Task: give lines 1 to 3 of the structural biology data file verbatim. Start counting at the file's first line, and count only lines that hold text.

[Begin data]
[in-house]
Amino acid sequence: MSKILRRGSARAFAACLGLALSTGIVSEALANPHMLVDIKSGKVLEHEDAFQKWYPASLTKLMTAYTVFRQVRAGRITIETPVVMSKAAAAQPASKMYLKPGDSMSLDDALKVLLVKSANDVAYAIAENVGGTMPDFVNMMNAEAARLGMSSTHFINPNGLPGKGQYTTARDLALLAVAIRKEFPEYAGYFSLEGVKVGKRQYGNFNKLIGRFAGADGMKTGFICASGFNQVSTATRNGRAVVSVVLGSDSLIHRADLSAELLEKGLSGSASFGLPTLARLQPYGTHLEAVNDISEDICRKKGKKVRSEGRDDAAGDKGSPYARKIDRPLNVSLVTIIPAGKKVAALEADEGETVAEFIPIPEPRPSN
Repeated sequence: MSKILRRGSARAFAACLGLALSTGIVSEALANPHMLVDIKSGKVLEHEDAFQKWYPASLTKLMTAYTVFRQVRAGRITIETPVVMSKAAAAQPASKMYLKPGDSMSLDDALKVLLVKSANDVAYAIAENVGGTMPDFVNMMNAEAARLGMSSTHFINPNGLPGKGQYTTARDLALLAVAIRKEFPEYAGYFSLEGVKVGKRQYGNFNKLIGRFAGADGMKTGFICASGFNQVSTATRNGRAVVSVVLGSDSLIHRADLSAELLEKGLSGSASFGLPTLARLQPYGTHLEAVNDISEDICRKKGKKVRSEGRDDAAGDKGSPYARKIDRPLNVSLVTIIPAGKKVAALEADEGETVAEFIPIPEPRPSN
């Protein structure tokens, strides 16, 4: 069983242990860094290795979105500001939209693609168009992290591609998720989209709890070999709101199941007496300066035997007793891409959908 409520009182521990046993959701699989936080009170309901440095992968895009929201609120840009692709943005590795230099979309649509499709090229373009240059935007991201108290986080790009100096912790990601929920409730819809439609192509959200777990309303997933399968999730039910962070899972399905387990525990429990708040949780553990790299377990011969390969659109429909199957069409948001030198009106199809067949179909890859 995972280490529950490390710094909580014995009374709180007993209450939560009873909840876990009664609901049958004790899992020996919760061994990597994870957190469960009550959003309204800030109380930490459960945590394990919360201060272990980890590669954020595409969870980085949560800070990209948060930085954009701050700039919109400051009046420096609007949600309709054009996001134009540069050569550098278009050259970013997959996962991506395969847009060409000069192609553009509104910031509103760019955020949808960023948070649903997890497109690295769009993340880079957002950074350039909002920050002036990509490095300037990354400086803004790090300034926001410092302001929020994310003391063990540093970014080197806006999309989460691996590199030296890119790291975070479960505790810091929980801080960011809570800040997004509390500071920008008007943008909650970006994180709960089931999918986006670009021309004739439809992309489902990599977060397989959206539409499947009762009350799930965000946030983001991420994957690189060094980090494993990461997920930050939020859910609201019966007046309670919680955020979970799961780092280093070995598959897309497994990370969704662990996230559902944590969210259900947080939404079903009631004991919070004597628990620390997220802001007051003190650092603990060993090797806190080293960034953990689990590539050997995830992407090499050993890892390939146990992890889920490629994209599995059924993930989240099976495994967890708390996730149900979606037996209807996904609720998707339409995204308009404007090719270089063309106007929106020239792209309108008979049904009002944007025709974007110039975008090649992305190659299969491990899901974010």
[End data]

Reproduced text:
[in-house]
Amino acid sequence: MSKILRRGSARAFAACLGLALSTGIVSEALANPHMLVDIKSGKVLEHEDAFQKWYPASLTKLMTAYTVFRQVRAGRITIETPVVMSKAAAAQPASKMYLKPGDSMSLDDALKVLLVKSANDVAYAIAENVGGTMPDFVNMMNAEAARLGMSSTHFINPNGLPGKGQYTTARDLALLAVAIRKEFPEYAGYFSLEGVKVGKRQYGNFNKLIGRFAGADGMKTGFICASGFNQVSTATRNGRAVVSVVLGSDSLIHRADLSAELLEKGLSGSASFGLPTLARLQPYGTHLEAVNDISEDICRKKGKKVRSEGRDDAAGDKGSPYARKIDRPLNVSLVTIIPAGKKVAALEADEGETVAEFIPIPEPRPSN
Repeated sequence: MSKILRRGSARAFAACLGLALSTGIVSEALANPHMLVDIKSGKVLEHEDAFQKWYPASLTKLMTAYTVFRQVRAGRITIETPVVMSKAAAAQPASKMYLKPGDSMSLDDALKVLLVKSANDVAYAIAENVGGTMPDFVNMMNAEAARLGMSSTHFINPNGLPGKGQYTTARDLALLAVAIRKEFPEYAGYFSLEGVKVGKRQYGNFNKLIGRFAGADGMKTGFICASGFNQVSTATRNGRAVVSVVLGSDSLIHRADLSAELLEKGLSGSASFGLPTLARLQPYGTHLEAVNDISEDICRKKGKKVRSEGRDDAAGDKGSPYARKIDRPLNVSLVTIIPAGKKVAALEADEGETVAEFIPIPEPRPSN